Review: Brad Mehldau’s new challenging, experimental album

“Jacob’s Ladder,” Brad Mehldau (Nonesuch Records)

Brad Mehldau’s new album includes a cover of the Rush song “Tom Sawyer,” which brings to mind Mark Twain, which brings to mind a quote attributed to Twain regarding the music of Mahler: “It’s better than it sounds.”

That critique could apply here.

Mehldau is perhaps the most lyrical jazz pianist of his generation. He’s also drawn to a genre that could be called restless-soul music – challenging, experimental, boundary-defying material, such as “Jacob’s Ladder.”

The 70-minute set features pretty piano, yes. There’s also anguished screaming, squawky sax, mysterious meter, reading from scripture and shouted German philosophy. It’s odd and uneven, and no one will complain it’s too short.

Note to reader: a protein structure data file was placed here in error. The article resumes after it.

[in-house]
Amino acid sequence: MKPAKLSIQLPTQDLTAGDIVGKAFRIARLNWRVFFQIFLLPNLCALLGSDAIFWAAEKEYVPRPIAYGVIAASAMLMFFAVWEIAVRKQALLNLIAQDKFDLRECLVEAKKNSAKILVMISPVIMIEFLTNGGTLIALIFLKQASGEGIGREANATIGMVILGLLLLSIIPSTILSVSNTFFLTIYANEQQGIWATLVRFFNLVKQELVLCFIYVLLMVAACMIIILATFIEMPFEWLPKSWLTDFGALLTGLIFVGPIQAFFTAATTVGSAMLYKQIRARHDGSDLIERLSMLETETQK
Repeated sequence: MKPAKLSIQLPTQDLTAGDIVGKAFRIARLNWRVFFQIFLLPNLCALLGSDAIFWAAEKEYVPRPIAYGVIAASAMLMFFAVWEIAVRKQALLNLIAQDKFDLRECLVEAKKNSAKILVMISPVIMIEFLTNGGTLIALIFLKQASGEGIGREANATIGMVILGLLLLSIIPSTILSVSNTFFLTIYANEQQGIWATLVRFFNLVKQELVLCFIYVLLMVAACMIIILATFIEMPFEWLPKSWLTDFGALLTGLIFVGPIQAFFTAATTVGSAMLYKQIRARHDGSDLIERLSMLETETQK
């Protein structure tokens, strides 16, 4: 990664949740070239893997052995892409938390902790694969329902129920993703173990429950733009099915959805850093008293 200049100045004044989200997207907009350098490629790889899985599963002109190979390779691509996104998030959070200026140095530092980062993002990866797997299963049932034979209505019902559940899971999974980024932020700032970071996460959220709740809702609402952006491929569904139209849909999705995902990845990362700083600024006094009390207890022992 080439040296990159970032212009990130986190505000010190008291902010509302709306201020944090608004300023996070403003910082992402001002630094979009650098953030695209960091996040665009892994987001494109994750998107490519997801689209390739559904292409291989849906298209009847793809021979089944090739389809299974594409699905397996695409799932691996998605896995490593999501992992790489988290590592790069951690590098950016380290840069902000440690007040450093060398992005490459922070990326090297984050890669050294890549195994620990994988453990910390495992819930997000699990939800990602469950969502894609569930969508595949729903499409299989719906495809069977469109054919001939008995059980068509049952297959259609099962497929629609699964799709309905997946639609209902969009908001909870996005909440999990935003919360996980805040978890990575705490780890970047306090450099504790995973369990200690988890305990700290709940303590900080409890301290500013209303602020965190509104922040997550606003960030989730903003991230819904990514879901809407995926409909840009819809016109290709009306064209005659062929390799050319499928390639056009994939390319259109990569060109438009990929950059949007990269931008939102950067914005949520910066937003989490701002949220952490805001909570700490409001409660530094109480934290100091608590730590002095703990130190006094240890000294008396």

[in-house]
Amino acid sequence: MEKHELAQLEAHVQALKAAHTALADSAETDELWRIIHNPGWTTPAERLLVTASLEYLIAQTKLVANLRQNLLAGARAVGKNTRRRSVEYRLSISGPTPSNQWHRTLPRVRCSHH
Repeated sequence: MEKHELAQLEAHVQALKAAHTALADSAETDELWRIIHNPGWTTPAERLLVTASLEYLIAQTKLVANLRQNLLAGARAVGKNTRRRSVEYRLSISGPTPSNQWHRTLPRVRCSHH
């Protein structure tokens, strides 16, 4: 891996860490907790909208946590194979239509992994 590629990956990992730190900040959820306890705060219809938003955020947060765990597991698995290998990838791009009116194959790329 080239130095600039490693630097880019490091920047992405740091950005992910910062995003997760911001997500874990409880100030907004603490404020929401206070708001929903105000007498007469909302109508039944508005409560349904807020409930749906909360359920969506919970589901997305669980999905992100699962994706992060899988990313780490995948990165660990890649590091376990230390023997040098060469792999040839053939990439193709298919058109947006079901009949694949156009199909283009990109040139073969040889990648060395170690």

Even so, Mehldau’s ambition is to be admired, and prog rock fans will likely love it. He draws on Genesis – the book and the band – as he considers our climb toward heaven and our relationship with God.

Rush is a recurring touchstone, and there are also nods to Yes, Bach, math metal, David Byrne, Tropicália, free-jazz funk and video games. Guests include Chris Thile and Cécile McLorin Salvant, but Mehldau does the heavy lifting – on one cut he plays 11 instruments and contributes layered wordless vocals.

With music, however, as with spiritual matters, sometimes less is more. The conclusion of the final tune features an ordinary 4/4 beat and three-chord pattern explored by Mehldau’s solo piano. Like Mahler at his best, it sounds heavenly.

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